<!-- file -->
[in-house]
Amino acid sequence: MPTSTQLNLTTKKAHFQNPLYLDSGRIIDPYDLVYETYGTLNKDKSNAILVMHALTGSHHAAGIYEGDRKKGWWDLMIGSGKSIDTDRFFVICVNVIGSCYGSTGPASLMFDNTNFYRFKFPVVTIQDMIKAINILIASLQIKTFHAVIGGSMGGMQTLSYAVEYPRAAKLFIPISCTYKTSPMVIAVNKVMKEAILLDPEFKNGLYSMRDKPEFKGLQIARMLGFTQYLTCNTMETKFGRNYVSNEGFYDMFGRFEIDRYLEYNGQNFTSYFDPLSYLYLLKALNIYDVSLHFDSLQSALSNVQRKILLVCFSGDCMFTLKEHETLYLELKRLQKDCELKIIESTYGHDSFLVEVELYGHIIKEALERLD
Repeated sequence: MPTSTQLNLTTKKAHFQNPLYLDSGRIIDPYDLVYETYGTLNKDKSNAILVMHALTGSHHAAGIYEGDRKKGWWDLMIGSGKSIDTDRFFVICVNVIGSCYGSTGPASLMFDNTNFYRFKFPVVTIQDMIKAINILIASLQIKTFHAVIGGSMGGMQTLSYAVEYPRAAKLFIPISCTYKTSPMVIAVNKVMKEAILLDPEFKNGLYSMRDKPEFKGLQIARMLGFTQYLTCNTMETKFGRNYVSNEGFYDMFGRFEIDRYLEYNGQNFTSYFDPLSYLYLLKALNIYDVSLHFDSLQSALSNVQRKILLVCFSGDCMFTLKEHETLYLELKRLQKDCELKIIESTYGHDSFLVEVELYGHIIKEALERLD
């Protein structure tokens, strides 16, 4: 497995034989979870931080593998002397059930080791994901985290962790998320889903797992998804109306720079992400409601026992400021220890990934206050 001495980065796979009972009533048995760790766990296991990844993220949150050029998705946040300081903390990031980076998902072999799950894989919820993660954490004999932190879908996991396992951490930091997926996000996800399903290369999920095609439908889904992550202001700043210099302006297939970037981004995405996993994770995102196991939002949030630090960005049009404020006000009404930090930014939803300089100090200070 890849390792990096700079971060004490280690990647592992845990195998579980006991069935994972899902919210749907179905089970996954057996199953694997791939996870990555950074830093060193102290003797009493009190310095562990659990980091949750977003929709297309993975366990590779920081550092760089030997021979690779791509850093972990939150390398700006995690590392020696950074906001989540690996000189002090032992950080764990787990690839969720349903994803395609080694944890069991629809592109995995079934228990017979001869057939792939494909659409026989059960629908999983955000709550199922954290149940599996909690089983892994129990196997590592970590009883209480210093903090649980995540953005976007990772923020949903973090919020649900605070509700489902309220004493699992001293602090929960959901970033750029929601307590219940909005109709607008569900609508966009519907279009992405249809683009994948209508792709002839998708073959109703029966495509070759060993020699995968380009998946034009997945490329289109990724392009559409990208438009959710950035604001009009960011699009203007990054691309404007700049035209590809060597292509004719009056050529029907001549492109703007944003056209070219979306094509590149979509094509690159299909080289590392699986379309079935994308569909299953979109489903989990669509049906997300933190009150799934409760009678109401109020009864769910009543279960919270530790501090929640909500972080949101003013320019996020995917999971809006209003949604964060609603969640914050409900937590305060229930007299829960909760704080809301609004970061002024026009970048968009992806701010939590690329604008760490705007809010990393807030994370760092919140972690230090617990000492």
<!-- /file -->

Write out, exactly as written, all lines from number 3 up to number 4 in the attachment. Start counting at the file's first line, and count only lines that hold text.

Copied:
Repeated sequence: MPTSTQLNLTTKKAHFQNPLYLDSGRIIDPYDLVYETYGTLNKDKSNAILVMHALTGSHHAAGIYEGDRKKGWWDLMIGSGKSIDTDRFFVICVNVIGSCYGSTGPASLMFDNTNFYRFKFPVVTIQDMIKAINILIASLQIKTFHAVIGGSMGGMQTLSYAVEYPRAAKLFIPISCTYKTSPMVIAVNKVMKEAILLDPEFKNGLYSMRDKPEFKGLQIARMLGFTQYLTCNTMETKFGRNYVSNEGFYDMFGRFEIDRYLEYNGQNFTSYFDPLSYLYLLKALNIYDVSLHFDSLQSALSNVQRKILLVCFSGDCMFTLKEHETLYLELKRLQKDCELKIIESTYGHDSFLVEVELYGHIIKEALERLD
């Protein structure tokens, strides 16, 4: 497995034989979870931080593998002397059930080791994901985290962790998320889903797992998804109306720079992400409601026992400021220890990934206050 001495980065796979009972009533048995760790766990296991990844993220949150050029998705946040300081903390990031980076998902072999799950894989919820993660954490004999932190879908996991396992951490930091997926996000996800399903290369999920095609439908889904992550202001700043210099302006297939970037981004995405996993994770995102196991939002949030630090960005049009404020006000009404930090930014939803300089100090200070 890849390792990096700079971060004490280690990647592992845990195998579980006991069935994972899902919210749907179905089970996954057996199953694997791939996870990555950074830093060193102290003797009493009190310095562990659990980091949750977003929709297309993975366990590779920081550092760089030997021979690779791509850093972990939150390398700006995690590392020696950074906001989540690996000189002090032992950080764990787990690839969720349903994803395609080694944890069991629809592109995995079934228990017979001869057939792939494909659409026989059960629908999983955000709550199922954290149940599996909690089983892994129990196997590592970590009883209480210093903090649980995540953005976007990772923020949903973090919020649900605070509700489902309220004493699992001293602090929960959901970033750029929601307590219940909005109709607008569900609508966009519907279009992405249809683009994948209508792709002839998708073959109703029966495509070759060993020699995968380009998946034009997945490329289109990724392009559409990208438009959710950035604001009009960011699009203007990054691309404007700049035209590809060597292509004719009056050529029907001549492109703007944003056209070219979306094509590149979509094509690159299909080289590392699986379309079935994308569909299953979109489903989990669509049906997300933190009150799934409760009678109401109020009864769910009543279960919270530790501090929640909500972080949101003013320019996020995917999971809006209003949604964060609603969640914050409900937590305060229930007299829960909760704080809301609004970061002024026009970048968009992806701010939590690329604008760490705007809010990393807030994370760092919140972690230090617990000492």